Drug Cleared for Refractory Advanced Bladder Cancer
Atezolizumab received accelerated FDA approval for patients whose disease has progressed despite platinum-based chemotherapy.
Atezolizumab has received accelerated FDA approval for treating advanced bladder cancer that is progressing despite platinum-based chemotherapy.
The drug, which will be marketed under the name Tecentriq, is indicated for patients with locally advanced or metastatic urothelial carcinoma who experience disease progression during or following platinum-based chemotherapy or whose disease has worsened within 12 months of receiving this chemotherapy before or after surgery.
According to a press release issued by the drug's manufacturer, Genentech, atezolizumab is a monoclonal antibody that binds with a protein called PD-L1 expressed on tumor cells and tumor-infiltrating immune cells (ICs), thereby blocking interaction with both PD-1 and B7.1 receptors. By inhibiting PD-L1, the drug may enable T cell activation.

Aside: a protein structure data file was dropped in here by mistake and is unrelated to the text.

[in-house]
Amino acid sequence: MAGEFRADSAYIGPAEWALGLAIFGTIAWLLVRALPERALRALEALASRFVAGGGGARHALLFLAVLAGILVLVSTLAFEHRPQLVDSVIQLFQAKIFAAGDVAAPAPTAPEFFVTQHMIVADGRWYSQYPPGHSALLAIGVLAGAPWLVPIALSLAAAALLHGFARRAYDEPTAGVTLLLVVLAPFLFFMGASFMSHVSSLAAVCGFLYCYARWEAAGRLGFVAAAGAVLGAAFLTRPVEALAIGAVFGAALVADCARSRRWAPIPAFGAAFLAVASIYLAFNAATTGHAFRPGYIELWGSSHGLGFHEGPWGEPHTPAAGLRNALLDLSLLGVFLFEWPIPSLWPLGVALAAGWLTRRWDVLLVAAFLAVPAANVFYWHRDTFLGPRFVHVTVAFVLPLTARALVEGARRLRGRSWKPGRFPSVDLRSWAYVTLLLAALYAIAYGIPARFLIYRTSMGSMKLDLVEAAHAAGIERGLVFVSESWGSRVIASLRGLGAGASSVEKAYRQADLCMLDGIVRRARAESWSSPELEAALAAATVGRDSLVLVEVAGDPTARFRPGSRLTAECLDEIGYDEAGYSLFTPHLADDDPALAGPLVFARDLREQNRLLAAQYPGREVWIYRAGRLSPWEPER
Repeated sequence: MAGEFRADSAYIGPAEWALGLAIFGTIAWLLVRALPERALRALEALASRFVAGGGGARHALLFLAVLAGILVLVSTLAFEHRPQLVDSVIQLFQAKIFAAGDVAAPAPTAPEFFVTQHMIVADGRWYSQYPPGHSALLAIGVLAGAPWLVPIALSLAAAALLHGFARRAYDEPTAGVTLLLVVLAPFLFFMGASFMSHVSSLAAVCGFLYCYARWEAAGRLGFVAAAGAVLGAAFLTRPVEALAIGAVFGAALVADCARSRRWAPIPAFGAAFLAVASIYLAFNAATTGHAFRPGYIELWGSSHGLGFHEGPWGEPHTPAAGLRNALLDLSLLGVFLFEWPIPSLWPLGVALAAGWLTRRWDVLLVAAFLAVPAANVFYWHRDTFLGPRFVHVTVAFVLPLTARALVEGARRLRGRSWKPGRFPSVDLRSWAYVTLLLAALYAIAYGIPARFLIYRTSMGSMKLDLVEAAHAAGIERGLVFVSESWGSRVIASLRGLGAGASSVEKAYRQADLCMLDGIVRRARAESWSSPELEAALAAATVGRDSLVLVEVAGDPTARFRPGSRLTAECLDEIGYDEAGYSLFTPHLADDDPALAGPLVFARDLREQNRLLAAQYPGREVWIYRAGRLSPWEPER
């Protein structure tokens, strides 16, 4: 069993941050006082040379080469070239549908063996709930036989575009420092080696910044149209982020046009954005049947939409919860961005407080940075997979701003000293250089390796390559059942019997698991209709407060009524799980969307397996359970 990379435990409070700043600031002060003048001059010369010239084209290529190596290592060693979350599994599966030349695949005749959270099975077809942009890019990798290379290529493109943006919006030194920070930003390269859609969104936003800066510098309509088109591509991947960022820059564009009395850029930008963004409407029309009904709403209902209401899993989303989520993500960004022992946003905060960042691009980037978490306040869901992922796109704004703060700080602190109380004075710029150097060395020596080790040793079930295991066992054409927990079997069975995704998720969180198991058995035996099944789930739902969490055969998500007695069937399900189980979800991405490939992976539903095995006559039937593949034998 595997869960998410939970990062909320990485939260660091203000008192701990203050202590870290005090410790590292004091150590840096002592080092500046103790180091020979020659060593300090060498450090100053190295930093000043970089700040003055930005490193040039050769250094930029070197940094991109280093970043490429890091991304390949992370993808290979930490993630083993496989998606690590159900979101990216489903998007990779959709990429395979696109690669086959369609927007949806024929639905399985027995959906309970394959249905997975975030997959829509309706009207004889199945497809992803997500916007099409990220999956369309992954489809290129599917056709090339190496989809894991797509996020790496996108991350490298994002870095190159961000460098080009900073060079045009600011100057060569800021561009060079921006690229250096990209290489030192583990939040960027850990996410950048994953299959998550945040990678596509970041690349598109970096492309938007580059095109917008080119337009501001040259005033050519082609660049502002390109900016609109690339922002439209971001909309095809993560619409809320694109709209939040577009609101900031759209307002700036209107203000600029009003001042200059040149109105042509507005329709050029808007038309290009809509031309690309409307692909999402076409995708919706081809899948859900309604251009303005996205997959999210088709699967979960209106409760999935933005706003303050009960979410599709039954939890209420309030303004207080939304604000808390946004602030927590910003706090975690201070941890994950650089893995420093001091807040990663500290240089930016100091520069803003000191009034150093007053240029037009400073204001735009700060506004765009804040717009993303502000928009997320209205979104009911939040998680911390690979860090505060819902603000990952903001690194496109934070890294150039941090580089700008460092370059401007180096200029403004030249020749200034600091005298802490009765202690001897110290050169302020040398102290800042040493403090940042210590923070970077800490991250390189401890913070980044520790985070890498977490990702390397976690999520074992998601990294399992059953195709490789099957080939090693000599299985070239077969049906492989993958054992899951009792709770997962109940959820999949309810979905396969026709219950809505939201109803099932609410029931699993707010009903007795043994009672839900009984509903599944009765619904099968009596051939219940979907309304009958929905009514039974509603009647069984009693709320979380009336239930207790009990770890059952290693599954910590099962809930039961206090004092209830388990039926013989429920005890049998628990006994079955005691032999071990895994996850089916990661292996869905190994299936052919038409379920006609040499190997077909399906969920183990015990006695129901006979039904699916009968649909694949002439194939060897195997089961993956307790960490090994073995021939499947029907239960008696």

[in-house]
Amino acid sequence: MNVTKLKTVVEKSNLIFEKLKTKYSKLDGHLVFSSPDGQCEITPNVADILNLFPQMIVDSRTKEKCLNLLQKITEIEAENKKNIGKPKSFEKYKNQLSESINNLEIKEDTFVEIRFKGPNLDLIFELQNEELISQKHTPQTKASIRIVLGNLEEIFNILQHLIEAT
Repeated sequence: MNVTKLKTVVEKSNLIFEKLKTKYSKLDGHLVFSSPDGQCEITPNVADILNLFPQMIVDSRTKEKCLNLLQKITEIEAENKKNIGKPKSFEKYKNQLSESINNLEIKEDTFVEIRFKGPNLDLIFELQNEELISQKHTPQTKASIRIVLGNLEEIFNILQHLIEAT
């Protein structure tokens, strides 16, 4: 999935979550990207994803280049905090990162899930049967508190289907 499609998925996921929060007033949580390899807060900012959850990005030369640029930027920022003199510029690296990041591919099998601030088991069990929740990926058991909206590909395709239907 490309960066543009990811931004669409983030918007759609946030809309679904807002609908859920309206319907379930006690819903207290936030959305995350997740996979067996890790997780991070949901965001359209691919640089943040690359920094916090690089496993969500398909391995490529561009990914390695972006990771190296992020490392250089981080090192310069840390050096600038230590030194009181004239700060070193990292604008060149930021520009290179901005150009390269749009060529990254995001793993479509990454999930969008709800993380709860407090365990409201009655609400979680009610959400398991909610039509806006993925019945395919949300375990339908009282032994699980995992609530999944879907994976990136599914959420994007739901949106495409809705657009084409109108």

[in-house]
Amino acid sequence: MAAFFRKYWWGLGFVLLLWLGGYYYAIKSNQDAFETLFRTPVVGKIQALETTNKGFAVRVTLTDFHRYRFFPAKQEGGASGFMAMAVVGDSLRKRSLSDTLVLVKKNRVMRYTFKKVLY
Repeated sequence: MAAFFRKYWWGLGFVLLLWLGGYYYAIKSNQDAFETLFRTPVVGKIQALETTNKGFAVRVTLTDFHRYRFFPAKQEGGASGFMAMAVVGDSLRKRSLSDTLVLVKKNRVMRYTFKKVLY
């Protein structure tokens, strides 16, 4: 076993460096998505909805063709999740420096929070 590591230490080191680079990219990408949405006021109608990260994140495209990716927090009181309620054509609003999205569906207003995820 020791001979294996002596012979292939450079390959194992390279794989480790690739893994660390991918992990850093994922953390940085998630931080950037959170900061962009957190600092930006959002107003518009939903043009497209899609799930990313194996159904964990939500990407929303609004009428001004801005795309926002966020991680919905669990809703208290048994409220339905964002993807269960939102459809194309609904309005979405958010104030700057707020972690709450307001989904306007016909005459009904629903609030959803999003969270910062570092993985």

The approval is based on the phase 2 IMvigor 210 study, an open-label, multicenter trial that enrolled 310 patients with the aforementioned indications. The primary endpoint was objective response rate (ORR). The median follow-up time was 14.4 months.
The overall ORR was 14.8%; it was 26% in patients with PD-L1 expression of 5% or greater in tumor-infiltrating immune cells (ICs) and 9.5% in those with PD-L1 expression of less than 5% in ICs.
FDA's Accelerated Approval Program allows conditional approval of a medicine that fills an unmet medical need for a serious condition, based on early evidence suggesting clinical benefit, the press release explained. The indication for atezolizumab received accelerated approval based on tumor response rate and duration of response. Continued approval for this indication may be contingent upon verification and description of clinical benefit in confirmatory trials.